Some Cubs not fans of Chicago-style hot dog

CHICAGO -- Because of inclement weather expected in the area, Matt Garza's rehab start for Class A Kane County has been canceled and he will throw a simulated game on Friday when the Cubs travel to Milwaukee.

Garza is still expected to throw two innings, about 35 pitches.

The right-hander is coming back after straining his left lat during a live batting-practice session Feb. 17 in Spring Training. He will make three to four rehab starts, and his next stop will likely be with Double-A Tennessee.

Third baseman Ian Stewart's rehab has also been slowed by weather. He's been playing with Triple-A Iowa, working his way back after straining his left quad in February.

"They got rained out [Wednesday]," Cubs manager Dale Sveum said. "He was supposed to play three nine-inning games in a row, and they got rained out [Wednesday] and rained out [Thursday] already. It's still a slow process."

In young season, Rizzo launches longest HR

TEX@CHC: Rizzo clubs a two-run shot to right-center

CHICAGO -- Anthony Rizzo's monster two-run homer in the third inning Thursday nearly traveled out of Wrigley Field. And ESPN Stats & Info measured it as the longest home run in baseball this season.

Rizzo's blast traveled 475 feet, propelling the Cubs to a 6-2 win in the series finale against the Rangers.

"Oh, cool," Rizzo said when told of his tape-measure home run. "I'm sure that won't last very long. There's a lot of good hitters in this league. It was just one of those things -- I got a good swing, a good pitch to hit and didn't try to do too much with it."

Starlin Castro walked after David DeJesus scored on a wild pitch, setting the table for Rizzo. He got a 2-1 fastball from Rangers starter Alexi Ogando and hit it to the top row of right-field seats at Wrigley Field.

It was followed by a solo home run by Alfonso Soriano, marking the first time the Cubs hit back-to-back homers this year. Rizzo went 1-for-4 on the afternoon, but he also hit the ball hard in his first and last at-bat.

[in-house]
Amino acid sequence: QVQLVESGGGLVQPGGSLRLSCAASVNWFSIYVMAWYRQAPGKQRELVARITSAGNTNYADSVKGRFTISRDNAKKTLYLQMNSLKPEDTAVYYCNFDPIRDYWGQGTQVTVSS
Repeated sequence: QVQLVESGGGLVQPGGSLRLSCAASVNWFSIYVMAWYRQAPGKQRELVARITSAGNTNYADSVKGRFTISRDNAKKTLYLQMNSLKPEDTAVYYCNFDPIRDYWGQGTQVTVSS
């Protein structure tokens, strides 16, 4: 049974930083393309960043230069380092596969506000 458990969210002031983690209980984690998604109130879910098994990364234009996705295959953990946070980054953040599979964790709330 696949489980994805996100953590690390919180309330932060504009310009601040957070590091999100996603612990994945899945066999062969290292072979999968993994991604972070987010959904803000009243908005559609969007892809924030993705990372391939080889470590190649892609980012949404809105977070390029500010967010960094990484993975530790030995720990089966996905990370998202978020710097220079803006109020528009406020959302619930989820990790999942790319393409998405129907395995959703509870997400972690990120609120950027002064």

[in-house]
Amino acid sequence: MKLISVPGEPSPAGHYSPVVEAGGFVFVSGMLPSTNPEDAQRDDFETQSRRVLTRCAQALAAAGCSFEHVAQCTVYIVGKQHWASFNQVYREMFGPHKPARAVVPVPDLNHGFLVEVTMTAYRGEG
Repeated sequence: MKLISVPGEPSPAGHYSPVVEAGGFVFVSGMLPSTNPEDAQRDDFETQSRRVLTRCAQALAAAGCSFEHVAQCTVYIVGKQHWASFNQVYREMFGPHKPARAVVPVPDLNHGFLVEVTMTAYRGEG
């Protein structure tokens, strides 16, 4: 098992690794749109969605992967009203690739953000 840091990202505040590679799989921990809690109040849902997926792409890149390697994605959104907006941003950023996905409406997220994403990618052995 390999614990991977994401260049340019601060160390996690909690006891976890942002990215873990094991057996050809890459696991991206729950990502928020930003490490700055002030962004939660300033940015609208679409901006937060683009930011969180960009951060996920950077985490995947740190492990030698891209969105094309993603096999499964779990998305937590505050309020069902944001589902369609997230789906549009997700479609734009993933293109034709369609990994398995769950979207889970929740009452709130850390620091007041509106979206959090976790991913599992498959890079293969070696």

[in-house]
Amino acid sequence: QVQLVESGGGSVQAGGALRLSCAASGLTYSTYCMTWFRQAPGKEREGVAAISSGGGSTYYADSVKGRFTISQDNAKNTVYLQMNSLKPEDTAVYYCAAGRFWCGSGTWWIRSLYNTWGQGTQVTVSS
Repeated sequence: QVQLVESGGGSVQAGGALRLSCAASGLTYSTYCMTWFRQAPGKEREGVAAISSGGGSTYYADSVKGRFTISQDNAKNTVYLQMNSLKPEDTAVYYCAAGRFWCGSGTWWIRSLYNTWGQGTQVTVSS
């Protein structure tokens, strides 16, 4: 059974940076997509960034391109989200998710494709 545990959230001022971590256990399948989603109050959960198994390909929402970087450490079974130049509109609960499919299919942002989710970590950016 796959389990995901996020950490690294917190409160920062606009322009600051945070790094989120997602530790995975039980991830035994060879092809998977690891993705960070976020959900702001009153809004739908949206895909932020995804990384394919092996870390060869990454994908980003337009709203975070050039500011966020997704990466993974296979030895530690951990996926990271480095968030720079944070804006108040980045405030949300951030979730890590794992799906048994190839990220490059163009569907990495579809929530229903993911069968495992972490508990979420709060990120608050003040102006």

"I feel like I found some things today," Rizzo said. "You've just got to build off the momentum here. It's big that Soriano hit as well today, and got that monkey off his shoulder -- home run and RBI. If this team's going to go, we have to take it. Soriano and I, we know we have to hit."

Ransom ready to play pretty much anywhere

MIL@SD: Ransom rips a solo homer to right field

CHICAGO -- Two of the positions Cody Ransom is most comfortable with (second base and shortstop) are pretty well occupied in Chicago. Fortunately for the newly acquired Cub, he's got plenty of versatility.

The Cubs claimed Ransom off waivers on Tuesday, four days after he was designated for assignment by the Padres. He's played primarily shortstop in his 11-year Major League career, but also has experience at second base, first base and third base.

"This is year 16 now, so I've played a little everywhere," Ransom said. "Obviously short and second I've played a little more than anywhere else, but there's not a lot of opportunity here to play those. I'm comfortable at third, first, outfield. I've played a little of everywhere. It's the same thing -- catch it, throw it and try to do it the right way."

Ransom appeared in five games for the Padres -- three at third base -- before he was claimed off waivers by the Cubs. But with the return of Chase Headley and the Padres' need for relief help, Ransom was expendable. He went 0-for-11 with five strikeouts.

"I didn't do too well, I know that much," Ransom said. "Some balls that could have been hits, but they weren't. Chase is healthy now, and they needed some pitching for a few days to help them out. The bullpen was kind of getting taxed."

With Ian Stewart still on the mend, the Cubs can use the help at third.

"I feel like I can play a little bit everywhere, and when things are going OK I swing the bat good sometimes," Ransom said. "I hope there's an opportunity I get a chance to play, and I'm looking forward to it."

Worth noting

• With two rainouts already this season, including one on Wednesday, the Cubs' bullpen at least is well rested entering the weekend.

"Our starters have gone deep to where nobody's really gotten abused or anything anyway," Sveum said.

• Given Chicago's offensive struggles -- the Cubs entered Thursday ranked 28th in baseball in runs scored (44), 27th in batting average (.221) and 22nd in slugging (.372) -- Sveum said there are game situations where he may be more likely to try something creative at the plate.

"There are some times when you try to do things accordingly to the personnel you have at the plate or the guys you have on the basepaths," he said. "Sometimes you try to push the envelope a little bit or try to get guys out of slumps. … A lot of times it's hard to just play for one run because you're looking for certain things. Obviously [at Wrigley Field] you can play for just one run because the infield's in, because the wind's howling in or something like that, and certain times you know it's gonna be a low-scoring game."

• While many of his bullpen mates have struggled this season, James Russell has quietly put together one of the best early seasons of any situational lefty in baseball.

"Just his numbers alone dictate that, and the reliability and endurance that he has," Sveum said. "He's got a four-pitch mix to where he can get right-handers out as well. You can leave him in, obviously [he] demonstrated last year when he had to face a lot of right-handers and did a great job."

Russell has struck out six and allowed just one hit in 4 1/3 innings this year, entering Thursday.